For me, “making a difference” meant setting up a lemonade stand at the end of the driveway and selling Dixie cups full of sweet goodness to raise money that I would send off to the causes that I cared about. And while I really enjoyed the entire process, I didn’t make significant change in the world. There were only so many neighbors willing to buy lemonade!
Even as an adult, “making a difference” usually meant delivering food to a homeless shelter or serving meals to the needy on Thanksgiving — and while both of those practices made a difference in the local community, both of those practices had a limited impact on life beyond my town’s boundaries.
Things have changed for anyone who wants to make a difference today. Using simple digital tools to raise awareness about causes in a process dubbed “clicktivism,” we can draw attention to the issues that we care about easily.
While many question whether clicktivism is a productive form of activism — clicktivists often have short attention spans and important issues don’t draw attention for long enough to result in sustainable change — for children with few real options for “making a difference” simply because of their age, using digital tools to get behind causes can be incredibly rewarding and productive.
Need some tangible examples of how children are using digital tools to raise their voices and support their causes in public ways?
Here are six:
- Salem Middle School Kiva Club — The digital project that I’m proudest of is a club that I run after school full of children committed to ending poverty in the developing world. Using the microlending service Kiva, we’ve helped 350 entrepreneurs in developing nations to start businesses and improve the lives of their families.
- The Ryan’s Well Project — When he was in first grade, Ryan Hreljac learned that many people around the world don’t have access to clean water. Since then, he’s been working to raise money and awareness about the issue of sanitation in the developing world — and he’s helped to build 713 wells in poor communities.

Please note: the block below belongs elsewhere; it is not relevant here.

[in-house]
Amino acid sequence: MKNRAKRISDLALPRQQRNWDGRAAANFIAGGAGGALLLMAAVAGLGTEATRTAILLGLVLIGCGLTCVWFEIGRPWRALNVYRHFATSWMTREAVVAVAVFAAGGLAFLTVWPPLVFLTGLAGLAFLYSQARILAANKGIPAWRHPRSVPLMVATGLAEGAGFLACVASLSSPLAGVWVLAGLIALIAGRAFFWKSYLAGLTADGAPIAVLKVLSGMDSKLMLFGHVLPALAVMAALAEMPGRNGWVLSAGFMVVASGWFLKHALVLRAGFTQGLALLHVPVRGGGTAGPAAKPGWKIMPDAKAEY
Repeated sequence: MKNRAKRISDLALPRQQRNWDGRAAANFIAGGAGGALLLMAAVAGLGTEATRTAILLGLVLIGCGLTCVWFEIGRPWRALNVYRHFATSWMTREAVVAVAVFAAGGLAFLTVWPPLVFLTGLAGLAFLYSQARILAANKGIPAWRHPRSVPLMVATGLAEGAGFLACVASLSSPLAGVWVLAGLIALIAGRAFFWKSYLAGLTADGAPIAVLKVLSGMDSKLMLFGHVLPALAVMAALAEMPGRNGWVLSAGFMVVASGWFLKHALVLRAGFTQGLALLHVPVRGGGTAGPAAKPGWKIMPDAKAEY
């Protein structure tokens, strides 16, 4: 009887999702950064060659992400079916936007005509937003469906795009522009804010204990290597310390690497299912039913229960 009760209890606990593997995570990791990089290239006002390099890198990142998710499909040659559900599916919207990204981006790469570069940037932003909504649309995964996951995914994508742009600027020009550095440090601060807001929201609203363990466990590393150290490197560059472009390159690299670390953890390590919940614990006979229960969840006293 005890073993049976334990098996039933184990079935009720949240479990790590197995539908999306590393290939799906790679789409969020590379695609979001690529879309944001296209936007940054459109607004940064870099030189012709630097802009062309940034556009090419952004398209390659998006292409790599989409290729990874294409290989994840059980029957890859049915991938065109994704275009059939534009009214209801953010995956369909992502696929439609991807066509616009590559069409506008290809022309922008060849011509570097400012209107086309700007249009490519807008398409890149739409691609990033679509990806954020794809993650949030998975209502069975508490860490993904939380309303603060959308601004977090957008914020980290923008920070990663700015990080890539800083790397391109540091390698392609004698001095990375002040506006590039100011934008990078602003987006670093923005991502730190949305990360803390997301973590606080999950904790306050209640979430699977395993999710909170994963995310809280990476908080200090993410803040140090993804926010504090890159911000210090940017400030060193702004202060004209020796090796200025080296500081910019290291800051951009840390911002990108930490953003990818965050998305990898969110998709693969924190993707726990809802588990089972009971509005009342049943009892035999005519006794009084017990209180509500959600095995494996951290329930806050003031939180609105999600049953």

- 25 Days to Make a Difference — When she was in the fourth grade, Laura Stockman lost her grandfather to brain cancer. To honor him, she decided to do simple things to change her world for 25 straight days and to write about her efforts on her blog. When her story got out, Laura’s plan spread into a 16-month project that inspired people around the world — including other children like her — to get involved in social change.
- Be Straw Free — In February 2011, 9-year-old Milo Cress learned a shocking fact: 500 million plastic straws are used every day in our world. Knowing that plastic takes thousands of years to break down in landfills, Milo decided to take a stand against straws. Since then, he’s built this website, which shares details about simple ways that people can work to make their communities straw-free zones.
- Kindness Counts — In July, Mary Krieger — a Kansas middle-school student — decided that she didn’t need cake and presents to celebrate her birthday. Instead, she took all of the money that would have been spent on her and started a charity dedicated to recognizing kindness in her school. What makes this article interesting is that it also spotlights the work of two other students who have raised thousands of dollars to support their favorite charities.
- #OsseoNiceThings — Tired of the constant stream of hateful messages that peers were posting about one another in digital spaces like Facebook and Twitter, Kevin Curwick — a senior at Osseo High School in Minnesota — decided to fight back by starting a Twitter account dedicated to sharing positive comments and messages about the students and staff in his building. Known as a #niceitforward movement, Kevin is proud of helping to change the culture at Osseo. “When you see someone you care about get hurt,” he says, “sometimes you want to lash out. But I really believe using positivity is the way to combat it.”
The lesson for teachers is a simple one, isn’t it?
No matter how old they are, our students want to make a difference in their world. Using digital tools to raise awareness is a great strategy for tapping into that desire to get involved — and a great way to incorporate traditional academic skills into real-world activities that resonate with children.
Like many accomplished educators, Bill Ferriter (@plugusin) wears a ton of professional hats. He’s a Solution Tree author and presenter, an accomplished blogger and a senior fellow in the Teacher Leaders Network. He checks all of those titles at the door each morning, though, when he walks into his classroom.
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